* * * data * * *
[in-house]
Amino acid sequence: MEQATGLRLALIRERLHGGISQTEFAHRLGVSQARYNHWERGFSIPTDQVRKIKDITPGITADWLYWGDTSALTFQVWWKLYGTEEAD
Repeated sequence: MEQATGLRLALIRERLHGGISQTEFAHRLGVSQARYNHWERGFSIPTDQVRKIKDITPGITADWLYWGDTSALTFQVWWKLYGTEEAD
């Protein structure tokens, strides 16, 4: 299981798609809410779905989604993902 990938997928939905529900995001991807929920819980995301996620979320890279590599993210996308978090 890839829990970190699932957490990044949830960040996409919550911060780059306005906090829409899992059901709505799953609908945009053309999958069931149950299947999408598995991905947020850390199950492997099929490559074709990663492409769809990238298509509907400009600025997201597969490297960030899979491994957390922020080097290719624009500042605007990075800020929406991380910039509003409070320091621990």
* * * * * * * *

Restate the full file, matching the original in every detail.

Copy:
[in-house]
Amino acid sequence: MEQATGLRLALIRERLHGGISQTEFAHRLGVSQARYNHWERGFSIPTDQVRKIKDITPGITADWLYWGDTSALTFQVWWKLYGTEEAD
Repeated sequence: MEQATGLRLALIRERLHGGISQTEFAHRLGVSQARYNHWERGFSIPTDQVRKIKDITPGITADWLYWGDTSALTFQVWWKLYGTEEAD
């Protein structure tokens, strides 16, 4: 299981798609809410779905989604993902 990938997928939905529900995001991807929920819980995301996620979320890279590599993210996308978090 890839829990970190699932957490990044949830960040996409919550911060780059306005906090829409899992059901709505799953609908945009053309999958069931149950299947999408598995991905947020850390199950492997099929490559074709990663492409769809990238298509509907400009600025997201597969490297960030899979491994957390922020080097290719624009500042605007990075800020929406991380910039509003409070320091621990």